In most cases, a minor bar fight will land a person with charges no more serious than simple assault and battery, a misdemeanor punishable by a maximum of 90 days in jail and a fine of up to $1,000 (21 O.S. § 644). When the act results in grave bodily injury or death, however, even minor force can lead to felony charges, having a lifelong impact on those involved.
Such is the case of Bruce Walter Garrison and Robert Hirsch.
In early September 2013, both Garrison and Hirsch were patrons of Majors, an Edmond bar. Garrison, who was playing pool with a friend, left his belongings in a seat and went to the restroom. When he returned, he found Hirsch sitting in his chair and told him to leave. Hirsch refused, and Garrison got mad. Garrison admitted, "I lost my temper and smacked him one time. I didn't hit him that hard." Hirsch stumbled, but didn't fall, and he didn't appear to be in any distress when the two men were kicked out of the bar.
In fact, Garrison's attorney says that the two men apologized to each other before Hirsch got into a cab to leave.
However, by the time the taxi arrived at its destination, the cab driver was unable to rouse Hirsch. The man was transported to a hospital with bleeding on the brain, and he died a week later when his ventilator was removed.
After Hirsch died, what would have been a simple assault and battery charge for Garrison became a first degree manslaughter charge, punishable by a minimum of four years in prison.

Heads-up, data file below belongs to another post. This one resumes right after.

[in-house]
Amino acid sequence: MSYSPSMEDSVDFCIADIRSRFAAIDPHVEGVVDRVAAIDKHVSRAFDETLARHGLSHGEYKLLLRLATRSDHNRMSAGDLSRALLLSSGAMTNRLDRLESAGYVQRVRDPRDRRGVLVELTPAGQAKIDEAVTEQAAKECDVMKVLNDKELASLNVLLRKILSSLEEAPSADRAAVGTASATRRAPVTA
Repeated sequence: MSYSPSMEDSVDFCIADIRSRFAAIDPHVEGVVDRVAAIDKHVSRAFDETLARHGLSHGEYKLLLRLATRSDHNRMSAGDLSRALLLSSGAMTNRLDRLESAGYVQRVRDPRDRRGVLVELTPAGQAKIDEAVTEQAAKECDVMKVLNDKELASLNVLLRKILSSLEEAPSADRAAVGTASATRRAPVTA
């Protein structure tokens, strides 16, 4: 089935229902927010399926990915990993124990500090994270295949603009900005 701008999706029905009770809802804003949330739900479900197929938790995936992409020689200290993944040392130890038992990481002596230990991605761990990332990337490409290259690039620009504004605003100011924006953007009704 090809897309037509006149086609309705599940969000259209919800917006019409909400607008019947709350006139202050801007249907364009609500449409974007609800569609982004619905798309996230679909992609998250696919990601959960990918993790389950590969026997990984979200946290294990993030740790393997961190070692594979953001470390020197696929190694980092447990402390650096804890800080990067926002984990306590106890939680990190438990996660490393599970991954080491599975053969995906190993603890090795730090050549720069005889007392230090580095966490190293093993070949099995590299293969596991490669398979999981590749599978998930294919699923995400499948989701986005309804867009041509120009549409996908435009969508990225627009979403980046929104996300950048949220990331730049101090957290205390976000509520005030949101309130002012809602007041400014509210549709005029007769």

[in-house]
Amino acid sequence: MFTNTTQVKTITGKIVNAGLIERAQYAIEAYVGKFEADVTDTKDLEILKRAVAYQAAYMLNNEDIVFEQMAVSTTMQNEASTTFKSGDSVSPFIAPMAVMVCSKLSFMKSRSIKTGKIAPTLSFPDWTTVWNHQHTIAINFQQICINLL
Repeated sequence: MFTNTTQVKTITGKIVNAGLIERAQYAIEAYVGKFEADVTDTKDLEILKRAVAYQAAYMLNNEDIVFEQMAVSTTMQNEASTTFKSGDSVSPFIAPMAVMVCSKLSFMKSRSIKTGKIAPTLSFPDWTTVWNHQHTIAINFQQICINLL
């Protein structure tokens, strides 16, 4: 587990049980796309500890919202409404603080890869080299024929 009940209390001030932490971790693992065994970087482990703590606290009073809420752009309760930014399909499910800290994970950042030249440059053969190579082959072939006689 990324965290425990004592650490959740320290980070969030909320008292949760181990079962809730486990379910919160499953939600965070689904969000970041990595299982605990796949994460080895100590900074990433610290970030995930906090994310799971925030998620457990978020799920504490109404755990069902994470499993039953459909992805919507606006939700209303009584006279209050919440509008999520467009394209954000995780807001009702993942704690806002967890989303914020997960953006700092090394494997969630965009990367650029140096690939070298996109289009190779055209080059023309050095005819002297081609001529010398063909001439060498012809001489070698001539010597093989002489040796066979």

You see, what Garrison could not have known is that Hirsch was in end-stage liver failure. The "smack" that would have left a healthier man unscathed instead caused a fatal brain injury for the critically ill man.
Despite a physician's testimony that the victim was "going to die soon anyway," and his assertion that the man actually died of cirrhosis, the district attorney filed charges consistent with the medical examiner's ruling that Hirsch's cause of death was homicide.
Now, nearly two years after the fatal blow, the prosecution and the defense have reached an agreement in the case. Garrison entered an Alford plea--a plea in which the defendant maintains his innocence but acknowledges that the prosecution has enough evidence to convict him or her of the crime. In exchange for the Alford plea, which effectively acts as a guilty plea, Garrison was sentenced to 10 years, with all but the first 90 days suspended. Although he has a felony manslaughter conviction, the actual time served will be equivalent to the maximum penalty for assault and battery.
Image Credit: Ian T. McFarland